No, you can’t. This is another common misconception. When asked by Ray when he will finally repent of his sins and trust in Jesus, Josh said “when I’m hurting the most.” I completely understand that people reach out to God in their most desperate time of need. The Prodigal Son did so. I did as well. Those desperate times have a way of opening our spiritual eyes and ears to that we can see and hear from God and respond to Him. Revelation 3:20 states, “I stand at the door and knock. If anyone hears my voice and opens the door, I will come in and eat with him, and he with me.” (NIV) None of us asked God to knock on the door of our heart. Each person has rejected Him (Rom. 3:23). Therefore it’s only on His terms that we can return to Him. God is the instigator; without His willingness to rescue sinful people from certain death, we would have no hope. But we can have fellowship with God again (i.e. eat with Him) when we set our sinful ways aside and trust in God’s ways, which have been clearly revealed in His Word-Jesus and the Bible.
I recently updated the tag line under the Truth-In-Sight blog title. The reason was to make sure the purpose of this blog is plain and clear to its current and future readers. In using the phrase “think Christianly,” I thought I should take a moment to explain that further.
Yourdictionary.com gives this definition of the word “Christian:”
- of Jesus Christ or his teachings
- of or professing the religion based on these teachings
- having the qualities demonstrated and taught by Jesus Christ, as love, kindness, humility, etc.
- of or representing Christians or Christianity
For all you grammar freaks out there, “think” is the verb in the phrase and “Christianly” is the adverb. The definition above relates to using the word “Christian” as an adjective, which describes a noun. In our case, the definitions are the same but describe a verb, which is to “think.”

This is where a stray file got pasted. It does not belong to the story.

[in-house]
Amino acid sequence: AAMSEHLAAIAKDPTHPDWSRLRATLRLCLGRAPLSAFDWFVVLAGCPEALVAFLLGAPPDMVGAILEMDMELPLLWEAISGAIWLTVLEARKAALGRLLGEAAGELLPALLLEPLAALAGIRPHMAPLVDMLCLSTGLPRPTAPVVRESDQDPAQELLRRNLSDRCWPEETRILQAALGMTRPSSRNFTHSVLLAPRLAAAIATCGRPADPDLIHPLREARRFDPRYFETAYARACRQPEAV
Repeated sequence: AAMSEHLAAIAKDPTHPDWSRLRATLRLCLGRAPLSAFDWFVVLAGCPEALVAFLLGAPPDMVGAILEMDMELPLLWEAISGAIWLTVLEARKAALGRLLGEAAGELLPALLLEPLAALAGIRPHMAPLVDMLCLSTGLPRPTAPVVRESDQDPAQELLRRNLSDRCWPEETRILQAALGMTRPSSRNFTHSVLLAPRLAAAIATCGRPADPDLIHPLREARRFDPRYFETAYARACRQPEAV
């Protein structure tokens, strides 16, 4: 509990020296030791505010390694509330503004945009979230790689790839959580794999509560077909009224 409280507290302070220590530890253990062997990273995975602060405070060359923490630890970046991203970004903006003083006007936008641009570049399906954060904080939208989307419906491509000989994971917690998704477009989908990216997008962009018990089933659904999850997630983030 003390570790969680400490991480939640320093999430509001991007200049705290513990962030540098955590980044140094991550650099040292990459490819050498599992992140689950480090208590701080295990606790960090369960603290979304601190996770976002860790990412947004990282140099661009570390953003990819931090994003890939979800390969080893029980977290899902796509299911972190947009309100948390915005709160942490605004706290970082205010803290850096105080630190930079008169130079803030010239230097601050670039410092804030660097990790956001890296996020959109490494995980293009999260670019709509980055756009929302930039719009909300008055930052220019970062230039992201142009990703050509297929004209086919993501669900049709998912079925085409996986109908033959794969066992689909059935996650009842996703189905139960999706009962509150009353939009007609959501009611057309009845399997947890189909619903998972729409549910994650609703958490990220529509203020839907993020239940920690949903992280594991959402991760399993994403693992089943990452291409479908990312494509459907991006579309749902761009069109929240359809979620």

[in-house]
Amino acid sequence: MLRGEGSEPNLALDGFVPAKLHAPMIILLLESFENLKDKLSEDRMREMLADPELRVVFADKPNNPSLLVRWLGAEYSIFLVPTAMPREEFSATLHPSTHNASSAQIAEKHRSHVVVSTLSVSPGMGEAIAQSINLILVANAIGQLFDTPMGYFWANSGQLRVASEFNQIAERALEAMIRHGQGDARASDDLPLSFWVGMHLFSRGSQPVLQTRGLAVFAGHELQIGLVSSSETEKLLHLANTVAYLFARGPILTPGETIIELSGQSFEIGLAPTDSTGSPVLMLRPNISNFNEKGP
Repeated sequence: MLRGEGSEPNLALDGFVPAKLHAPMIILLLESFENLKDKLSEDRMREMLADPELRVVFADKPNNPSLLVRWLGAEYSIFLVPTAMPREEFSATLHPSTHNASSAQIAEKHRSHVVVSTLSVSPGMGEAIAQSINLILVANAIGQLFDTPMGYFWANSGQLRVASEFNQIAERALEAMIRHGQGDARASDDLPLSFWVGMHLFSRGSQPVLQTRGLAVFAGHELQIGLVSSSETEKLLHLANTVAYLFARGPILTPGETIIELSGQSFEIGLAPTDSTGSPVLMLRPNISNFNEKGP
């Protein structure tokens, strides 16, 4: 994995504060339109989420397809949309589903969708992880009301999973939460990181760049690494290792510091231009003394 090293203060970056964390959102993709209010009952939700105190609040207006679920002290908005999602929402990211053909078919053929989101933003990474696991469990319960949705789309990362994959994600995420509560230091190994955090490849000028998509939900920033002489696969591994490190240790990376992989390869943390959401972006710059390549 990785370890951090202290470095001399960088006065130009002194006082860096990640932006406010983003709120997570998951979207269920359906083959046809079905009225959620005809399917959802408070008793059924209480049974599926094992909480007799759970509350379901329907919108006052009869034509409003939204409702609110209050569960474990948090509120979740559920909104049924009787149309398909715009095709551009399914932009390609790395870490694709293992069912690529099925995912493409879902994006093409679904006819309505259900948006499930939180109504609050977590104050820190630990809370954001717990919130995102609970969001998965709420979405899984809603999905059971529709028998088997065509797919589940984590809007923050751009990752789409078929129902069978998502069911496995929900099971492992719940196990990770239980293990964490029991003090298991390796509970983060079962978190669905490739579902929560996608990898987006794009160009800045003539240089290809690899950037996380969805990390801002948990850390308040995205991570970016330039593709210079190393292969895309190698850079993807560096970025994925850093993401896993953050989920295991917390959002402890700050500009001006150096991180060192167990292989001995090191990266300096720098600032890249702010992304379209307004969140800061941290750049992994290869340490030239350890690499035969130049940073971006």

Since all people (who are not in a brain-dead state) think, those who profess to follow Jesus Christ as born-again believers have an extra responsibility. That is to train their minds to think Christianly, “having the qualities demonstrated and taught by Jesus Christ, as love, kindness, humility, etc.” This does not come naturally; we must work at it.
1 Cor. 14:20 states, “Brothers, stop thinking like children. In regard to evil be infants, but in your thinking be adults.” (NIV) Just as our minds grow with knowledge as we age in years, so does our spiritual minds grow in faith and maturity the longer we walk with the Lord. We take in His truths, meditate on them, and practice them in our lives. In an ideal world, all Christians would be actively pursuing such a process. However, we all at times tend to get weighed down with the cares of the world and with how busy life seems to get. This is when the world begins to influence Christians much more than Christians are influencing the world.
I hope to use this blog as a positive and informative resource for Christians and truth-seekers. Please engage myself and each other with your helpful comments. I welcome you to join the discussion.